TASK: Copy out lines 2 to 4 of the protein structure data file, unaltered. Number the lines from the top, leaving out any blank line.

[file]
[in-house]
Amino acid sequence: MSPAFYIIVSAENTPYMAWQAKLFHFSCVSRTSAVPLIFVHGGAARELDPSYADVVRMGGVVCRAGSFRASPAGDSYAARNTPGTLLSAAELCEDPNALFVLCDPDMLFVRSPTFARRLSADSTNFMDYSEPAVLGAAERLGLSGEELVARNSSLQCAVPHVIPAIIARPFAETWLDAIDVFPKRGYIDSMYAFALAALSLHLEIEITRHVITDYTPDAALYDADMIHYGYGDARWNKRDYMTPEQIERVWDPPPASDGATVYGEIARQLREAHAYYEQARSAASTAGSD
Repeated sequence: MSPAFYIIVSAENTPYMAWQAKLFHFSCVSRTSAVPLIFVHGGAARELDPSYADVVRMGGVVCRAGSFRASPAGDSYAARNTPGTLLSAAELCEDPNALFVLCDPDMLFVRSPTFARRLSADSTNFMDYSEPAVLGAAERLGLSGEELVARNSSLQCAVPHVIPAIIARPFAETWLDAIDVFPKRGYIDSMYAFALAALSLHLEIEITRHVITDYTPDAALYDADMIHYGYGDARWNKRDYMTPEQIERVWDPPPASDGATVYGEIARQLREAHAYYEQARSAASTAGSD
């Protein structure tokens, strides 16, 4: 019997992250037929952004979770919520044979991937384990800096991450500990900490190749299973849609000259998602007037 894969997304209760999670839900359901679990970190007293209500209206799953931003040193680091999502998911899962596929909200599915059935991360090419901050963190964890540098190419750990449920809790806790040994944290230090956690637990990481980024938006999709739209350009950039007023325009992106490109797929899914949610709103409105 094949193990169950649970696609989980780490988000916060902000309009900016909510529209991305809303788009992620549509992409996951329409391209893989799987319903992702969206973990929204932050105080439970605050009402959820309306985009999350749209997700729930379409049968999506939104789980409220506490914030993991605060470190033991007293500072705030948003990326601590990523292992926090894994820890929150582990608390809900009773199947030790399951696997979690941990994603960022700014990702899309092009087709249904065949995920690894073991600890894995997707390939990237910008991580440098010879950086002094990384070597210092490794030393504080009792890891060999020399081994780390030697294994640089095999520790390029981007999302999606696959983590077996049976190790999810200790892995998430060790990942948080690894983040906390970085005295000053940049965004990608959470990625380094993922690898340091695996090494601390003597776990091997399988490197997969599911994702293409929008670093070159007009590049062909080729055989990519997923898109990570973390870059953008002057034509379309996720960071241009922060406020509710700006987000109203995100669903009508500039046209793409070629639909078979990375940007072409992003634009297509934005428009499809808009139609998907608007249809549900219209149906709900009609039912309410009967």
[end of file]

Amino acid sequence: MSPAFYIIVSAENTPYMAWQAKLFHFSCVSRTSAVPLIFVHGGAARELDPSYADVVRMGGVVCRAGSFRASPAGDSYAARNTPGTLLSAAELCEDPNALFVLCDPDMLFVRSPTFARRLSADSTNFMDYSEPAVLGAAERLGLSGEELVARNSSLQCAVPHVIPAIIARPFAETWLDAIDVFPKRGYIDSMYAFALAALSLHLEIEITRHVITDYTPDAALYDADMIHYGYGDARWNKRDYMTPEQIERVWDPPPASDGATVYGEIARQLREAHAYYEQARSAASTAGSD
Repeated sequence: MSPAFYIIVSAENTPYMAWQAKLFHFSCVSRTSAVPLIFVHGGAARELDPSYADVVRMGGVVCRAGSFRASPAGDSYAARNTPGTLLSAAELCEDPNALFVLCDPDMLFVRSPTFARRLSADSTNFMDYSEPAVLGAAERLGLSGEELVARNSSLQCAVPHVIPAIIARPFAETWLDAIDVFPKRGYIDSMYAFALAALSLHLEIEITRHVITDYTPDAALYDADMIHYGYGDARWNKRDYMTPEQIERVWDPPPASDGATVYGEIARQLREAHAYYEQARSAASTAGSD
């Protein structure tokens, strides 16, 4: 019997992250037929952004979770919520044979991937384990800096991450500990900490190749299973849609000259998602007037 894969997304209760999670839900359901679990970190007293209500209206799953931003040193680091999502998911899962596929909200599915059935991360090419901050963190964890540098190419750990449920809790806790040994944290230090956690637990990481980024938006999709739209350009950039007023325009992106490109797929899914949610709103409105 094949193990169950649970696609989980780490988000916060902000309009900016909510529209991305809303788009992620549509992409996951329409391209893989799987319903992702969206973990929204932050105080439970605050009402959820309306985009999350749209997700729930379409049968999506939104789980409220506490914030993991605060470190033991007293500072705030948003990326601590990523292992926090894994820890929150582990608390809900009773199947030790399951696997979690941990994603960022700014990702899309092009087709249904065949995920690894073991600890894995997707390939990237910008991580440098010879950086002094990384070597210092490794030393504080009792890891060999020399081994780390030697294994640089095999520790390029981007999302999606696959983590077996049976190790999810200790892995998430060790990942948080690894983040906390970085005295000053940049965004990608959470990625380094993922690898340091695996090494601390003597776990091997399988490197997969599911994702293409929008670093070159007009590049062909080729055989990519997923898109990570973390870059953008002057034509379309996720960071241009922060406020509710700006987000109203995100669903009508500039046209793409070629639909078979990375940007072409992003634009297509934005428009499809808009139609998907608007249809549900219209149906709900009609039912309410009967």